To chart-topping American acts like Steve Lawrence (“Go Away Little Girl”) and Jimmy Gilmer and the Fireballs (“Sugar Shack”), 1963 had been a year filled with promise. And then came the Beatles, whose dramatic arrival in January 1964 clearly posed a commercial threat. By the middle of 1964, with Louis Armstrong (“Hello Dolly”) and Dean Martin (“Everybody Loves Somebody”) both having earned #1 pop hits, it may have seemed that the worst was over. But then came another blow in the form of the Animals, whose signature hit, “House of The Rising Sun,” reached #1 on the U.S. pop charts on this day in 1964. Steeped in a musical idiom very different from “She Loves You” and “I Wanna Hold Your Hand,” “House of The Rising Sun” hinted at an entirely new line of attack from the forces of the British Invasion.
While the Beatles traced their roots to early rock and roll, Eric Burdon, Alan Price and the other founding members of the Animals traced theirs to American R&B and blues—the same musical influences then shaping future members of the Rolling Stones, Cream and Led Zeppelin. Formed in their native Newcastle in 1962, the Animals got their big break playing as the opening act for Chuck Berry on his 1964 tour of England. While other bands tended to close their acts with hard-charging rock-and-roll numbers, the Animals made the idiosyncratic choice of closing theirs with a traditional song from the American south, reworked into a folk/blues/rock amalgam featuring Burdon’s growling lead vocal and Price’s pulsating organ line on the Vox Continental. “We were looking for a song that would grab people’s attention,” Burdon would later say, and it worked. Producer Mickie Most heard the Animals in 1964 and quickly arranged a recording contract. “House of The Rising Sun” was recorded in just 15 minutes in May 1964 and went on to top both the American and British pop charts just four months later.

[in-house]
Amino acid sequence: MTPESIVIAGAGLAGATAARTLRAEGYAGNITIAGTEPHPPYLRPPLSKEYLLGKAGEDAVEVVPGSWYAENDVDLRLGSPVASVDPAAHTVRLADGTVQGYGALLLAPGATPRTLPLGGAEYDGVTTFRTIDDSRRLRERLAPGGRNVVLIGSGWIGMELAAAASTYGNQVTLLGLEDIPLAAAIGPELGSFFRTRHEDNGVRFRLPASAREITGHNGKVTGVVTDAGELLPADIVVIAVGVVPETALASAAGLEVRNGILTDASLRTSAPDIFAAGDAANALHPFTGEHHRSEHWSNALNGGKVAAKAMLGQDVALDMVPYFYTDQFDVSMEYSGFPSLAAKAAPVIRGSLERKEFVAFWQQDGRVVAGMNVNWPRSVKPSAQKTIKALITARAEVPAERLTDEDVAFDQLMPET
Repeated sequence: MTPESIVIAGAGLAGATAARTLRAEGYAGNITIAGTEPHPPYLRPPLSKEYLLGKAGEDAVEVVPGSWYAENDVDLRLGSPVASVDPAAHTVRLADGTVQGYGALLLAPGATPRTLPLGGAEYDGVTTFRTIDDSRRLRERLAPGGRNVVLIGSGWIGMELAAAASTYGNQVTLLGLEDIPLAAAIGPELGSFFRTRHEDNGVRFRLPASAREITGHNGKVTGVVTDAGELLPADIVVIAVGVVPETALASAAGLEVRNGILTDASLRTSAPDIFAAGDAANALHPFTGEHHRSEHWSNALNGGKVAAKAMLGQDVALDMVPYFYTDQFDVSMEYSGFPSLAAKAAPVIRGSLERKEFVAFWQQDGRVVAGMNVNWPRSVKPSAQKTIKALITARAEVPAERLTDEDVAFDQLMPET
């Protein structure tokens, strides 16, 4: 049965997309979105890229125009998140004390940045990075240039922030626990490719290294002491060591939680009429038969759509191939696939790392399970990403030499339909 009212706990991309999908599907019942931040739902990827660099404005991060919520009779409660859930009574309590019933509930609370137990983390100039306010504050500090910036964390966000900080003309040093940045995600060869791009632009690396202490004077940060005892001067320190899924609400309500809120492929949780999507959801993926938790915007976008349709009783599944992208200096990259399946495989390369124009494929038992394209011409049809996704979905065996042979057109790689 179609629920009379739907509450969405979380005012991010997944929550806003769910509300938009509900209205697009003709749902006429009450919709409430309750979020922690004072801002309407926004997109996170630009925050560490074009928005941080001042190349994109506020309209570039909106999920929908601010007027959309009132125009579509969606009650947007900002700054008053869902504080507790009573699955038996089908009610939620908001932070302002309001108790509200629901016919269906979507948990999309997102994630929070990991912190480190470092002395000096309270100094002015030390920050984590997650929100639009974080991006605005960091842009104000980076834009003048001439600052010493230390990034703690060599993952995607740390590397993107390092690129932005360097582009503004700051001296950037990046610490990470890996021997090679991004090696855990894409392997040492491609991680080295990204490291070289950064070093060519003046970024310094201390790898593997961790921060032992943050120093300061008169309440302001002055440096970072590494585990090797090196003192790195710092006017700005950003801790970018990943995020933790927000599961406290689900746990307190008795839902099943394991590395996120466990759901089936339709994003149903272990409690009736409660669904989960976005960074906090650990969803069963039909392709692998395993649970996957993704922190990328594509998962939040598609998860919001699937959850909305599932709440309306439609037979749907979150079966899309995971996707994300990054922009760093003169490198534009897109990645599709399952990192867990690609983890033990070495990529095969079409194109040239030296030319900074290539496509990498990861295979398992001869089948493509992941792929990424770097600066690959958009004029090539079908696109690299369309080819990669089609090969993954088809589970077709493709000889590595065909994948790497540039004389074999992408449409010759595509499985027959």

While some have claimed that the Animals’ rendition of “House of The Rising Sun” was lifted fairly directly from the version Bob Dylan recorded for his 1962 debut album, Dylan himself appears to have lifted his from fellow Greenwich Village folkie Dave Van Ronk. In any event, it was the Animals’ version that topped the pop charts on this day in 1964 and made Dylan himself “jump out of his car seat” with enthusiasm when he first heard it on the radio.